The Q2 2020 NAHB Home Building Geography Index (HBGI) reveals a notable multifamily construction shift to the suburbs/exurbs. This is similar to HBGI findings reported for single-family construction. A driver of this broader impact is COVID-19, which thus far has had larger impacts on higher density neighborhoods. These geographic changes will ultimately generate market share gains for smaller multifamily structures, including low-rise buildings.
A majority of multifamily construction takes place in large metro core and suburban counties, where large metropolitan areas are those with more than one million people. During the first quarter of 2020, over two-thirds of all multifamily permits were concentrated in such higher-density markets.
However, during the second quarter the balance changed, and, like single-family construction but in greater proportion, multifamily residential construction shifted somewhat to lower-density markets, including exurbs of large metros and smaller metropolitan areas. These areas are represented as the blue, brown and orange counties in the map below.
For the second quarter, the multifamily HBGI regional geography posting the highest year-over-year gain (on a four-quarter moving-average basis) was the exurbs at 27%, with suburbs of small metro areas, rural markets, small towns, and core counties of small metro areas trailing at still positive growth rates of 26%, 19%, 9%, and 8% rates respectively. Moreover, exurbs of large metro areas were the only region to record an increasing construction growth rate when moving from the first quarter to the second (increasing from 13% to 27%).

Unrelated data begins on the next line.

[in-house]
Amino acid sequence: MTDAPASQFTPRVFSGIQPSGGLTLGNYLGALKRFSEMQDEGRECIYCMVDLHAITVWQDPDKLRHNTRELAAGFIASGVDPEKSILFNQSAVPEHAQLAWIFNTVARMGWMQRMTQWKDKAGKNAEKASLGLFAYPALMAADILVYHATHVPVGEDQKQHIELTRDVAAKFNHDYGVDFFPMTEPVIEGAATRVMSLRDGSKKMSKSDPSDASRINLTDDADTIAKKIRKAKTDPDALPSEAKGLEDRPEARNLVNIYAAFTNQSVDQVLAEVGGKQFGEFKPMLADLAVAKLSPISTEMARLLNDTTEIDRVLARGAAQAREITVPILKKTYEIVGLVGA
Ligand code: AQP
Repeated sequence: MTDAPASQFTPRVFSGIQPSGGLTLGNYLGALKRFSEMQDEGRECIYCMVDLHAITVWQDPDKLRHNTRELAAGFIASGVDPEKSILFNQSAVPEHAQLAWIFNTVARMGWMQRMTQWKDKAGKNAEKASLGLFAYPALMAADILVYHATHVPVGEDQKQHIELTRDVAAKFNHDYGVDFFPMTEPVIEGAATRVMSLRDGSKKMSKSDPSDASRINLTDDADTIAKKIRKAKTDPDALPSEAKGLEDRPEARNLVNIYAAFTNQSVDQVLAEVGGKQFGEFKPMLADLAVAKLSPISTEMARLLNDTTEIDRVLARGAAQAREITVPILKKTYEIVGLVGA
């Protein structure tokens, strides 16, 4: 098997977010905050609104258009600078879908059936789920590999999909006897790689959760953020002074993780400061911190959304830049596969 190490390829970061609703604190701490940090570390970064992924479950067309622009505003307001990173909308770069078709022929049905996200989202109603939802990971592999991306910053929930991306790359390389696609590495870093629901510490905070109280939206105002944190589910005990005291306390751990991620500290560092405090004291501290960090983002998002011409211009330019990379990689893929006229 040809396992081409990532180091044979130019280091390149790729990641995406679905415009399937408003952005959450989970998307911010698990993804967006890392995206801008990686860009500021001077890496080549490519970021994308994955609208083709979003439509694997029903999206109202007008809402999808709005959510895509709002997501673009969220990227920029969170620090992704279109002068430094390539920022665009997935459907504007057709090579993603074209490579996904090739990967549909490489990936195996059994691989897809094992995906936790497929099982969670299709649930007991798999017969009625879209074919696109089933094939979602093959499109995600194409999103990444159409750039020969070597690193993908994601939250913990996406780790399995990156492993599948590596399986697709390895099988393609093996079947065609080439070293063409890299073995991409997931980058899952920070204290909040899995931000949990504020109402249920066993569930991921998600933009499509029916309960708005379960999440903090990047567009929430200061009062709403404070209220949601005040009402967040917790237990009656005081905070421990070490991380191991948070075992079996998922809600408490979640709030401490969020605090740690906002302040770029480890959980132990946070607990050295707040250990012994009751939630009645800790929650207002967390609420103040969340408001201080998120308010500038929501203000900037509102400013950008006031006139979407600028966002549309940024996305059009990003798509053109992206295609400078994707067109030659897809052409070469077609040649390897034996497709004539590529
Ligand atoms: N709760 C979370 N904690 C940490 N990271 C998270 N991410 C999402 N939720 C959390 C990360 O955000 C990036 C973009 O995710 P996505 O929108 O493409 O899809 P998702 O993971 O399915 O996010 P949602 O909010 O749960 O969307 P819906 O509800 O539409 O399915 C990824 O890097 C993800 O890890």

As a result of these changes, the market share for multifamily construction in the broad set of low-density areas (exurban areas of large metro markets, small metro core and suburbs, small towns and rural markets) increased from 32.9 percent a year ago to 34 percent.
These market shares are slow to change, thus making a one-percentage increase significant and noteworthy. As shown above, quarterly changes for the low density multifamily residential construction market share have been small, with levels ranging from 30.5% to just above 34.0% for the history of the HBGI. What is interesting to note, then, is the standard deviation-scaled changes of the data. For Q2 2020, the change was equal to 1.18 of the historical standard deviation, making the Q2 2020 shift to lower density markets a notable shift for the series.